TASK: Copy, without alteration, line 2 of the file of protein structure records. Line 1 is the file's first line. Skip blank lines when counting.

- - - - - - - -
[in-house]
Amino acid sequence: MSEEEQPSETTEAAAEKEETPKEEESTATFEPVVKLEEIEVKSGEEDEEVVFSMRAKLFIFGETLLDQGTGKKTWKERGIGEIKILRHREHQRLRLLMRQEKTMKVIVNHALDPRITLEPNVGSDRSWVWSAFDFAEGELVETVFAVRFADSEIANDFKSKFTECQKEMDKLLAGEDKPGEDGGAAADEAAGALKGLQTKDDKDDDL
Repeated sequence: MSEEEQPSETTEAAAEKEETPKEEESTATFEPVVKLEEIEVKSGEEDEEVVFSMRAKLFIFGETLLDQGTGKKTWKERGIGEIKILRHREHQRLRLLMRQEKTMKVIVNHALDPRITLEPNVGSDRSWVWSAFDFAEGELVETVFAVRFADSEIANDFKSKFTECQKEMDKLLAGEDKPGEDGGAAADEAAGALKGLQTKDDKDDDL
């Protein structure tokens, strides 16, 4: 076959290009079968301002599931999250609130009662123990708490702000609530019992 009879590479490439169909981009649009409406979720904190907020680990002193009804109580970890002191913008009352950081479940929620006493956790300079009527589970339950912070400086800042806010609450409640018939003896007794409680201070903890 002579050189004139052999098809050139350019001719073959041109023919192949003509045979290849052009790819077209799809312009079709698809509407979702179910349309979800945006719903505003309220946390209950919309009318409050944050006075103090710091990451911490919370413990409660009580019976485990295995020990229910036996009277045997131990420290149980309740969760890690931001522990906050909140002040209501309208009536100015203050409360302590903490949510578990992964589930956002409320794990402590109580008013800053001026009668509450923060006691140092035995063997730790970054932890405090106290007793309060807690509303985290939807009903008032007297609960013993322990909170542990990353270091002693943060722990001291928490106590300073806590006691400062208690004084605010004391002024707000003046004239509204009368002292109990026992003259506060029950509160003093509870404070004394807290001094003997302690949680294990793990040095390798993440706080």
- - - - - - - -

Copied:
Amino acid sequence: MSEEEQPSETTEAAAEKEETPKEEESTATFEPVVKLEEIEVKSGEEDEEVVFSMRAKLFIFGETLLDQGTGKKTWKERGIGEIKILRHREHQRLRLLMRQEKTMKVIVNHALDPRITLEPNVGSDRSWVWSAFDFAEGELVETVFAVRFADSEIANDFKSKFTECQKEMDKLLAGEDKPGEDGGAAADEAAGALKGLQTKDDKDDDL